Ben W. Ansell: Inward Conquest: The Modern State and the Revolution in Government that Shook the World


Monday, December 5, 2016, 12:00pm to 1:45pm


Harvard Kennedy School: Allison Dining Room

Ben W. AnsellProfessor of Comparative Democratic Institutions, Nuffield College, University of Oxford.

Co-authored by Johannes LindvallProfessor of Political Science, Lund University, Sweden, and Visiting Scholar (2016-2017), Minda de Gunzburg Center for European Studies, Harvard University.

This book investigates political conflicts over the provision and control of public order, education, and health care in the nineteenth century and the first half of the twentieth century – the period when states first began to provide many of the public services that we now take for granted.

Drawing on new data on the historical development of public order, education, and health care and novel measures on the ideological orientation of governments, we examine this missing link in the history of the modern state. Liberals, Catholics, conservatives, socialists, and fascists fought bitterly over the political control of public services in the nineteenth and early twentieth centuries. We show how those political struggles unfolded. We also demonstrate how conflicts among parties and religious groups – channeled by political regimes and institutions – shaped the structure of public services, with profound consequences for political developments ever since.

This book builds on our recent article in the American Political Science Review (Ansell and Lindvall 2013), which examined the political origins of primary education systems in nineteen states in Western Europe, North America, and the Asia-Pacific region. The book extends our earlier analysis of the politics of education, incorporating new, original research on public order and health care.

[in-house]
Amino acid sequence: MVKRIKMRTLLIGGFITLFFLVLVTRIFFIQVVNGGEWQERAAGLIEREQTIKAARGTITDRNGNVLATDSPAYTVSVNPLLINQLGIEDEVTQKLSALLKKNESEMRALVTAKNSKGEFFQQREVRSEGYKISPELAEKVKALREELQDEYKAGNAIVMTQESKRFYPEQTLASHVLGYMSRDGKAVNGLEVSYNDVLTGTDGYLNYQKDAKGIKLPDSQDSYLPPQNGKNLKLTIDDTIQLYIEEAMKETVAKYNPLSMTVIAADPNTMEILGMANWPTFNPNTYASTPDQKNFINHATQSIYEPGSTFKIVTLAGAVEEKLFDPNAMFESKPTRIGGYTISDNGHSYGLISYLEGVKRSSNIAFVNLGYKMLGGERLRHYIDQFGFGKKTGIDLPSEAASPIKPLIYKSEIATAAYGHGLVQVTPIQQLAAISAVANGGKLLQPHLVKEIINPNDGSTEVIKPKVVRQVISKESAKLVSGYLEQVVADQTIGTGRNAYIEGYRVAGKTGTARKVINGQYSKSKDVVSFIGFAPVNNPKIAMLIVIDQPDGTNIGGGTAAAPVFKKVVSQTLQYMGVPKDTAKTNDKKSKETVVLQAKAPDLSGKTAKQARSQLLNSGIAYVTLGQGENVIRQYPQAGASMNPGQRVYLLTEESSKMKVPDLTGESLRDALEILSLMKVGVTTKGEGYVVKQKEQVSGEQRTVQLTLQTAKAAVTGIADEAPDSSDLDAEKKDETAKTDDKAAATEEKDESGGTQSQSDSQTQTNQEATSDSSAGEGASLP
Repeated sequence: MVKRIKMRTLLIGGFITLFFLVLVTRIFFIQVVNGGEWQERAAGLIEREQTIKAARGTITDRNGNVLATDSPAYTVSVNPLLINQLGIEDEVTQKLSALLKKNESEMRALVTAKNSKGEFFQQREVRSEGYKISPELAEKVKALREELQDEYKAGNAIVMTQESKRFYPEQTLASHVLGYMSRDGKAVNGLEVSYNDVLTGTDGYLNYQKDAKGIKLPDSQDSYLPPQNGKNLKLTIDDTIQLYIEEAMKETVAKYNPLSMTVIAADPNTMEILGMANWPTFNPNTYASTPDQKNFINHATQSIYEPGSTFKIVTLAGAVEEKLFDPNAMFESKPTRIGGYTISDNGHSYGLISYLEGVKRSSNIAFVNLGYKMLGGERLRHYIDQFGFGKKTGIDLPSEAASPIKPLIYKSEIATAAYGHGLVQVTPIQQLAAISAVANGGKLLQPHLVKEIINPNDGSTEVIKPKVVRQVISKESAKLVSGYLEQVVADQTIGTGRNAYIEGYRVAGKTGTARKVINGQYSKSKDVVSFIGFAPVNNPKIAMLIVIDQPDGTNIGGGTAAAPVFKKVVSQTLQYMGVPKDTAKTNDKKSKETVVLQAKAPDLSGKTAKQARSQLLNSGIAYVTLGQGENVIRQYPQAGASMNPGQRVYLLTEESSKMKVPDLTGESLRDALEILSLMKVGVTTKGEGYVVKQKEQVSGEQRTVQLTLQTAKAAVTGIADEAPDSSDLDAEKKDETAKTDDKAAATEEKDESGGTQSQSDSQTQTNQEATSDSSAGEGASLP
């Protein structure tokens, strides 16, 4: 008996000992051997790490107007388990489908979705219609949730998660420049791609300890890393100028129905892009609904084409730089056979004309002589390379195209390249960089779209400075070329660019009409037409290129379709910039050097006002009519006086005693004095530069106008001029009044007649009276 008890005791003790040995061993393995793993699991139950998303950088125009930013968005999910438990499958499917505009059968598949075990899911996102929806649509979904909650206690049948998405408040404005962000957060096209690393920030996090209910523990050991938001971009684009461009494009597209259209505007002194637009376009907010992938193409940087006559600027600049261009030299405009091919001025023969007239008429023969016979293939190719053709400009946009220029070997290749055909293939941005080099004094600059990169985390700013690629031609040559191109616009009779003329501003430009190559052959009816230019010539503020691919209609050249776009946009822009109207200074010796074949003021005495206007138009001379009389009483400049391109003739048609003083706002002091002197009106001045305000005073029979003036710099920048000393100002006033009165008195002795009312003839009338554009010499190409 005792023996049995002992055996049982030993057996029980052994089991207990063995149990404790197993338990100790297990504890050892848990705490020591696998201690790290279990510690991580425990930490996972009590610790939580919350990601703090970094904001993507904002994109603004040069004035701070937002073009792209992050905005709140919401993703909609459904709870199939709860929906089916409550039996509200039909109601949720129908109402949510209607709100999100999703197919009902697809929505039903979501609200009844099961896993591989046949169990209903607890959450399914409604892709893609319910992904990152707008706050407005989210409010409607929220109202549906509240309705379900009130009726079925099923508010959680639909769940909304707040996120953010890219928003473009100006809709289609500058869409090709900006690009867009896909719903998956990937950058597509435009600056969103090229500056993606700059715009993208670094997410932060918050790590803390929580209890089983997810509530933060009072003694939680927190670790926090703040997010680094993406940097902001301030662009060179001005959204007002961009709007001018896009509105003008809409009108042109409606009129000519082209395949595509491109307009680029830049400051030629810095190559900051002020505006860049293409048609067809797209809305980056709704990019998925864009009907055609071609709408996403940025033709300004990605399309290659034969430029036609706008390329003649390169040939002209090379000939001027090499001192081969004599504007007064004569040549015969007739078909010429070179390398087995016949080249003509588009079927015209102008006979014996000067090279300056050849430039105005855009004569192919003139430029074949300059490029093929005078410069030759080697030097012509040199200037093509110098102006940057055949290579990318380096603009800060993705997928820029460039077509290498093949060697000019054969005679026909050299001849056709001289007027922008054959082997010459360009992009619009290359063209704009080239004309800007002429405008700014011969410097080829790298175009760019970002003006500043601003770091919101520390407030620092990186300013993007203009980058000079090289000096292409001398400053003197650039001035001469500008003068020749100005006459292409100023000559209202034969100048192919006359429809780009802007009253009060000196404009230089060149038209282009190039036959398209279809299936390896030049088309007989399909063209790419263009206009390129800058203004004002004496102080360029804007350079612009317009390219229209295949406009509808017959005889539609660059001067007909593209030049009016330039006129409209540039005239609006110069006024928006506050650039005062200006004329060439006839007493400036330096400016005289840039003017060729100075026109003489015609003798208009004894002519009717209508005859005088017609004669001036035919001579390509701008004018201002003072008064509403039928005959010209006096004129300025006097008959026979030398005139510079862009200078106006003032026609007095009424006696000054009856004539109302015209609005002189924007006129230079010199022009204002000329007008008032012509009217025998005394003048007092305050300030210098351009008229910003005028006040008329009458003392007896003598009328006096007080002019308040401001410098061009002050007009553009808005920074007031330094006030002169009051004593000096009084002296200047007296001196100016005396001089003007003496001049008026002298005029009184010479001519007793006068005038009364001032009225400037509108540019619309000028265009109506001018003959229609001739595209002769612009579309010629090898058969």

The seminar presentation will draw from the following readings and related work:

About the speaker

Ben W. Ansell is Professor of Comparative Democratic Institutions at Nuffield College, University of Oxford. His work focuses on a variety of issues in political economy, including both comparative politics and international relations. His interests currently focus on the politics of education policy, the relationship between inequality and democracy, and on the effects of asset price inflation on political preferences. 

He is the author of From the Ballot to the Blackboard, published by Cambridge University Press in 2010,  and Inequality and Democratization: An Elite-Competition Approach (co-authored by David Samuels), published by Cambridge University Press in 2014. Inequality and Democratization was the winner of the 2015 Woodrow Wilson prize for the best book on government, politics or international affairs and the 2015 William Riker prize for the best book in political economy. He is also co-editor (with David Samuels) of Comparative Political Studies.

Ansell was born in Palo Alto, California, but grew up in Kent in the United Kingdom. He studied history at Manchester University and earned his Ph.D. in Political Science at Harvard University.

Ansell  also worked as an academic consultant to HM Treasury in the UK and for the Leitch Review of Skills, which advised the UK government on long-term education policy.

See also: Fall 2016